After asking for its witnesses to testify in "light disguise" in the Ze'ev Rosenstein case(coverage here, here and here), the feds are now asking for the same thing in the Jose Padilla case for an instructor for the CIA. (Judge Dimitrouleas had ruled that the Israeli agents could testify in light disguise but required them to use their real names. Rosenstein ended up pleading guilty, so this issue never came to light at trial and appeal).
In the Padilla case, the Government isn't asking for for the disguise because the agent is currently assigned overseas, but instead because he could be assigned overseas, according to a statement filed by Suzanne M. Fleischauer, information review officer for the CIA's clandestine service. "For CIA officers to effectively and clandestinely collect intelligence and conduct operations around the world, they cannot openly admit that they work for the CIA," Fleischauer said. "The safety of this covert CIA officer is of paramount concern because of the high-threat areas of the world in which he has worked."

Here is the AP coverage and the Herald coverage.

Jack Abramoff's sentence to be reduced

No surprise here -- the Government has filed a motion to reduce Jack Abramoff's sentence pursuant to Rule 35 based on his "substantial assistance" in his case and other investigations. Apparently, he is still working with investigators from his prison cell in Cumberland, Md.

Any bets on how much time Judge Huck will hack off the sentence? I'll put the over/under at one third, the standard reduction in the Southern District of Florida....

Wednesday, March 21, 2007

"Federal prosecutors get OK to seek death penalty for man accused of murdering deputy"

That was the headline in yesterday's Sun-Sentinel: "The U.S. Supreme Court on Monday turned down an appeal filed by murder suspect Kenneth Wilk, clearing the path for federal prosecutors to seek the death penalty at his April trial."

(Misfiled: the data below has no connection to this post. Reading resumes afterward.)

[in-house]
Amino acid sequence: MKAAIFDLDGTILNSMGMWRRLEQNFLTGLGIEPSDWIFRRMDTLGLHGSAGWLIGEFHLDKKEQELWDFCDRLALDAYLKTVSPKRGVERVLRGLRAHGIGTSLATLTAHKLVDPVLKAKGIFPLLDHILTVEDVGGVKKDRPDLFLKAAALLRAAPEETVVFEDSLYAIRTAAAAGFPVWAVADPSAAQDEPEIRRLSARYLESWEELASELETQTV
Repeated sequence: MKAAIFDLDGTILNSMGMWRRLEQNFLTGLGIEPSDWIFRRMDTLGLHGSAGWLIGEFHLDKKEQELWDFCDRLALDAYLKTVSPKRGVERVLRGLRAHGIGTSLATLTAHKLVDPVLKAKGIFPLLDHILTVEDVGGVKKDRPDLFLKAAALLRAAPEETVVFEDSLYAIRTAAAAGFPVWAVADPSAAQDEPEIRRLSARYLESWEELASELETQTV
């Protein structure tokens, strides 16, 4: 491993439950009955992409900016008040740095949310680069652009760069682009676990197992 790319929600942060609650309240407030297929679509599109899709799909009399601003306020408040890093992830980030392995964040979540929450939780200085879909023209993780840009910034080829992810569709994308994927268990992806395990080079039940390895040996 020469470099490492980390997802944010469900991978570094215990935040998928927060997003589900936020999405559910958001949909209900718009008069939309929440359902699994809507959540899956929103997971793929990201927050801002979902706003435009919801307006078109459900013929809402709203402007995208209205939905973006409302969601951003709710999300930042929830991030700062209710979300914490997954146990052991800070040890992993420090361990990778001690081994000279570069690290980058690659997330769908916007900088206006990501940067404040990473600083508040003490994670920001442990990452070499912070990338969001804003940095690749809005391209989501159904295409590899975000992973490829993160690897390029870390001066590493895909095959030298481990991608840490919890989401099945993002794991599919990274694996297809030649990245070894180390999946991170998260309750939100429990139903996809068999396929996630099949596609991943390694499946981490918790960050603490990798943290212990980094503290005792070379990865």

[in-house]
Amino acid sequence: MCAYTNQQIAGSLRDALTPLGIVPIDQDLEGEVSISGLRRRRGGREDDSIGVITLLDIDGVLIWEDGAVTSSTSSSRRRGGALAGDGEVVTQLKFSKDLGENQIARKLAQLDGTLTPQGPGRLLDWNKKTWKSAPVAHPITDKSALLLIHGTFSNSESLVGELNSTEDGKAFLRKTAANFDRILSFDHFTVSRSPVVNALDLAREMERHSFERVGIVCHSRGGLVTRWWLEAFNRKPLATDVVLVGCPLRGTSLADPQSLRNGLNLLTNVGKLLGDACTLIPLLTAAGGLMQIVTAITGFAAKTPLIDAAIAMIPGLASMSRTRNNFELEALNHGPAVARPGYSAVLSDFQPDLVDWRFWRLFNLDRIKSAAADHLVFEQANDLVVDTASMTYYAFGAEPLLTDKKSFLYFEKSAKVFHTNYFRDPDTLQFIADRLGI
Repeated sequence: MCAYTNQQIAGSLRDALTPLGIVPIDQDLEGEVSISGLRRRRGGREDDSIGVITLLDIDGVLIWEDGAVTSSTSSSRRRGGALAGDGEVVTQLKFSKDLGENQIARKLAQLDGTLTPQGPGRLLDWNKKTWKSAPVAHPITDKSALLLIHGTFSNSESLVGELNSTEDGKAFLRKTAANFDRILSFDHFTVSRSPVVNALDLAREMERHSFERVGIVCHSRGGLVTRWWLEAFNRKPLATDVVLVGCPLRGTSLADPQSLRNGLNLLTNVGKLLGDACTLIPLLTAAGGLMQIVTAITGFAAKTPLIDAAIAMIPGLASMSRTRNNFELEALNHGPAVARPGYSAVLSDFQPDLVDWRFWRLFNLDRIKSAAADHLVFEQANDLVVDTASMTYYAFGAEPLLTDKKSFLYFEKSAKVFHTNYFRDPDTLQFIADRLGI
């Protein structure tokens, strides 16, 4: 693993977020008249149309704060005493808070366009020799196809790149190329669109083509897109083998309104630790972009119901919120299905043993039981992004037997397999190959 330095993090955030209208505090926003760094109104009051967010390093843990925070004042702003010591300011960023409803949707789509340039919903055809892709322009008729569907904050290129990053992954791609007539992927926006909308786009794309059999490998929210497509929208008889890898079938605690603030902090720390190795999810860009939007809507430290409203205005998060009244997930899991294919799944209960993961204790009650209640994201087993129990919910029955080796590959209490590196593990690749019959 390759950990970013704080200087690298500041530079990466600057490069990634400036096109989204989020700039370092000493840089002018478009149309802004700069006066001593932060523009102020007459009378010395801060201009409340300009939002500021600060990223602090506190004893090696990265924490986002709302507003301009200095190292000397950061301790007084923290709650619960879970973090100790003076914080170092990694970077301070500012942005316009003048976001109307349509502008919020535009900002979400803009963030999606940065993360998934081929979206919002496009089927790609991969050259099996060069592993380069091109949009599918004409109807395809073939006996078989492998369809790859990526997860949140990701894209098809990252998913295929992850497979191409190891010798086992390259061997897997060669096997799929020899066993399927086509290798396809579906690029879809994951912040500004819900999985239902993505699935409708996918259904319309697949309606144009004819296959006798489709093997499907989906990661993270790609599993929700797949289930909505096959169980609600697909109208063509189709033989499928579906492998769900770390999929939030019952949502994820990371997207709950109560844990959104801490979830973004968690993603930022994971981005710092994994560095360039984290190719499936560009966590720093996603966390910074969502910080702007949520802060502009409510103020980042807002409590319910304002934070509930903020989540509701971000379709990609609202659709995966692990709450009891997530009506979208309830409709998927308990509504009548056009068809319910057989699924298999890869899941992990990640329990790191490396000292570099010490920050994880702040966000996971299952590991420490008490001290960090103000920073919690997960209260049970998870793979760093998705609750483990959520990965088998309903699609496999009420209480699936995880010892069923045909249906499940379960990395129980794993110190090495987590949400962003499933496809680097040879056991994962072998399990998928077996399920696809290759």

Tuesday, March 20, 2007


The 11th Circuit reissued Thompson v. United States today, clearing up the name mess that I discussed here and here. It inserted the other DM's middle name Scott. And the Court even dropped a footnote: "This opinion is not referring to attorney David Oscar Markus, who was not involved in the case."

What a relief.

Added: For the record, I think David Scott Markus is a good guy and a good lawyer, and I am sorry the name confusion has brought unwarranted attention to this opinion.

Monday, March 19, 2007


I couldn't pass up this story (by Kathleen McGrory and Nikki Waller) and on a Broward judge who was arrested for smoking pot while sitting on a bench in Stanley Goldman Park, just west of I95 near Hollywood Boulevard. Only in South Florida...

Actually, maybe I should say, Only in America -- the Supreme Court heard argument today in the "Bong Hits for Jesus" case.

Ft. Pierce courthouse approved

Julie Kay has the scoop in today's DBR -- apparently Ft. Pierce has been tapped for a new federal courthouse.

Now the question is whether it will open before the Miami courthouse...

Friday, March 16, 2007

News and Notes

Julie Kay writes today about Judge Moore's preclusion of the wet-foot, dry-foot defense in the baseball player smuggling case. Here's Judge Moore's order.

Jay Weaver discussed more discovery in Padilla here: " reputed al Qaeda member told U.S. authorities that the terror network scrutinized Jose Padilla as a recruit for Islamic extremism in 2000-01, according to a new document filed in federal court in Miami." And you can view the document discussed.

And to complete our federal court reporter trio, Vanessa Blum discusses the Hollywood cop hearing yesterday, in which Judge Seltzer granted the parties' request for extra time to resolve the matter before arraignment.

Thursday, March 15, 2007


Thanks for the suggestions in the comments on what to do about the name issue. So far, I've written a letter to the Clerk of the 11th Circuit and Judge Barkett, who authored the opinion, asking them to insert his middle name. We'll see if it works.

The story has hit the blogosphere, which I think may be a good thing. Check out Orin Kerr at Volokh, Adam Levin at Southern Criminal Law and Justice, and Rumpole, all discussing "David Markus".

UPDATE -- the problem has been fixed.

"11th Circuit ruling in fraud probe a defeat for insurance companies."

And a victory for Roberto Martinez and Curt Miner, the receivers for Mutual Benefits Corp. So reports today's DBR:

"The insurers, including giants like Indianapolis-based American United Life Insurance, said in their lawsuits they should be able to cancel all policies that were sold by policyholders to Mutual Benefits because several of the policyholders lied on their appliactions. They cited four people who had lied about their HIV-positive status."

Judge Moreno said nope and was affirmed by the 11th.

Wednesday, March 14, 2007

"David Markus" ineffective

So the calls and emails started rolling in this morning. Who was that lawyer taken to task throughout the opinion in Richard Thompson v. United States, they asked. I quickly jumped onto the 11th Circuit website and read today's opinion.